I was feeling off the other day. Something wasn't right, and I couldn't seem to put my finger on it or kick it for that matter. As the day progressed, it didn't get much better. It was a typical day for us, with the usual 2-year-old meltdowns and chaos that happens when you have two babies close in age. Nothing was out of the norm, but I just wasn't feeling completely like myself. And right after getting my daughters to bed, when I was alone with my thoughts, the feelings intensified. Through the silence, I heard a soft and familiar voice criticizing my mothering, telling me "You don't do anything right." "You are failing your kids." My anxiety was attacking me, knowing I am weakest on my own. But I knew what I needed to do. So I took out my phone and dialed, listening to the ringing on the other end.
Waiting for the person who always comforts me.Who always makes everything better. Who has the magic words when it comes to calming my soul. "Hi." She answered the phone.
"Hi Mom," I said, as my voice cracked. I can mask my pain for everyone—but her.
"Everything is going to be okay," she reassured me from over the phone as I broke down to her. I hung up feeling so much better. Because—truly—there is nothing in this entire world like a mother's reassurance. I know that not everyone has this kind of relationship with her mother. That, I am indeed one of the lucky ones—but we can all hope to become this for our own children. And you, mama, contract that magic right when you give birth . This magic doesn't make you perfect and all-knowing. No, you don't have all the answers. No one has that. You just need to be you—your sweet baby's mama. That title comes with that last push or lift out of the womb. It could also come if your baby is handed over through adoption or surrogacy. It doesn't matter the means, the magic comes the second your baby is placed into your arms. It comes with a force so strong it leaves a mark on your heart. It transforms you into a mother. You are enough just by being that person who opens her arms and accepts this baby as yours forever. Your soft-skinned newborn is placed on your chest, shrieking, tears dripping down her cheeks and onto her pout. The little muscles in her chin trembling with such force, her face is on the verge of turning bright red. Then you cuddle her close and feed her. "Everything is going to be okay." She finds peace in the warmth of your body, her skin on your skin. There is nothing like a mother's reassurance.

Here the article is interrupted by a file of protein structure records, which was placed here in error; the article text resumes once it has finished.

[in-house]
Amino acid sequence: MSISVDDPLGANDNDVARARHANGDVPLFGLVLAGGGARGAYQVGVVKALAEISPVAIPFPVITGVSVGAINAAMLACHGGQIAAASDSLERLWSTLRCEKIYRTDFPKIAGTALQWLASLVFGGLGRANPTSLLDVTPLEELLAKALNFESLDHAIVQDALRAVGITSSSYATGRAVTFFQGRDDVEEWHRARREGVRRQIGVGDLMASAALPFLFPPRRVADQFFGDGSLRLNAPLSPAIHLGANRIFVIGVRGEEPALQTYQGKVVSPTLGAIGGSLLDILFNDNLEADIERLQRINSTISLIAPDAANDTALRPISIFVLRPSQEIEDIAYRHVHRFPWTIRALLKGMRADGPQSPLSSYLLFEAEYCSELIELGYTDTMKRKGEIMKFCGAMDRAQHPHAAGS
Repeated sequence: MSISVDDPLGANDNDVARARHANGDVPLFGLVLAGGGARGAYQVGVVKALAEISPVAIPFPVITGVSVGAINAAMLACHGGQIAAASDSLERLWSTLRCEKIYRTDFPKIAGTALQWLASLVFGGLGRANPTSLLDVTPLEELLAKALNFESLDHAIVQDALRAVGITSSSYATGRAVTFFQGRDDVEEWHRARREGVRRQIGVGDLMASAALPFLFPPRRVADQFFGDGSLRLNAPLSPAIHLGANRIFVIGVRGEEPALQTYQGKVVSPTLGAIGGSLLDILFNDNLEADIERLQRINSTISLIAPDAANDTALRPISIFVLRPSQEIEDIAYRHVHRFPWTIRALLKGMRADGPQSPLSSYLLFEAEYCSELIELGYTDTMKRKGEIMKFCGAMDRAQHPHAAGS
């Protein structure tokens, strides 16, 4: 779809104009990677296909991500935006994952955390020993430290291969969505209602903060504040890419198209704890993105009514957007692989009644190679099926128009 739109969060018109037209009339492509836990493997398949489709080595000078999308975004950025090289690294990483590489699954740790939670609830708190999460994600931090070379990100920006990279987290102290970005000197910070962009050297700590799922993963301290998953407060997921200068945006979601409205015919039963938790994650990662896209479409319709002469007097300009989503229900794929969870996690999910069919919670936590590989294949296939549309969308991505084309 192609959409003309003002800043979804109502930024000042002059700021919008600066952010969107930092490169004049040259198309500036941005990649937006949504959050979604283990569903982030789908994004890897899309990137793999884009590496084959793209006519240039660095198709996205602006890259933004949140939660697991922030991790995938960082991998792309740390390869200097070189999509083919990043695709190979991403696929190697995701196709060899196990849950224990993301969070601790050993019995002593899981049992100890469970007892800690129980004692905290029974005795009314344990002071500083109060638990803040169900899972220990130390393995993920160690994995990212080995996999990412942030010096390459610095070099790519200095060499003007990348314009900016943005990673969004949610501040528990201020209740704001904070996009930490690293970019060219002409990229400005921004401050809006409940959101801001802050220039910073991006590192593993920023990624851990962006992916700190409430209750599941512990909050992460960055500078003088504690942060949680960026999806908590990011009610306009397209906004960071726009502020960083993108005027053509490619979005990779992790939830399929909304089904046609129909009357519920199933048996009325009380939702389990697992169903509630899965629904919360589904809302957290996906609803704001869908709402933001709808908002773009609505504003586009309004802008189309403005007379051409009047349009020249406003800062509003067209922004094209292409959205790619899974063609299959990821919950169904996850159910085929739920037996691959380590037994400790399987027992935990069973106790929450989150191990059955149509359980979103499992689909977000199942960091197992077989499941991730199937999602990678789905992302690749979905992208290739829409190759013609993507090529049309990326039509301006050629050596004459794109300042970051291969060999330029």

When your baby becomes a toddler , and he falls and gets his first scrape, screaming, because it's a new kind of painful sensation—an open wound. "Everything is going to be okay," you say to slow his tears and scoop him up into your arms. You clean that scratch out and apply Neosporin. You put a Band-Aid on, sealed with a kiss, and wipe away his tears. You will always be there to pick him up when he falls—literally, now...and figuratively, in the future when he is grown. There is nothing like a mother's reassurance. When she goes to her first day of preschool , and you have to separate from each other. She cries as you hold your tears back, as you assure her, "Everything is going to be okay. Mommy always comes back." And of course, you do, and you hold onto those words yourself—repeating them to stay strong. Because when you are together, everything is right again. You let her go because it's the right thing to do. There is nothing like a mother's reassurance. When he gets his heart broken for the first time, he will feel like the only person that truly knew him has abandoned him. He'll feel as if he will never find that again. He may not have the proper coping mechanisms yet to deal with that level of pain.
He comes to you in tears over losing the love of his life. You comfort him and assure him "Everything is going to be okay." Because you know this as fact because he is the love of your life. And, one day, if he has a child—he will feel the same way. There is nothing like a mother's reassurance. When life kicks her in the rear-end. When she is struggling to find her place in this wild world, feeling so alone. When she needs support. She doesn't ask you directly, but your mom intuition whispers to you, pulling on that mark on your heart, and so—you make the call. "Everything is going to be okay," you say into the phone. The sky won't fall and Chicken Little will not witness the world ending because she can't figure it all out right this second. Finding her place in this world will take time, but it will happen. Right now, and for always, you are her safe place, her landing pad. One day our babies may have babies of their own. When they are sad they will say, "Everything is going to be okay." They will know that sometimes all our children need is reassurance from us— their safe place . Their soul-soother. Their heart.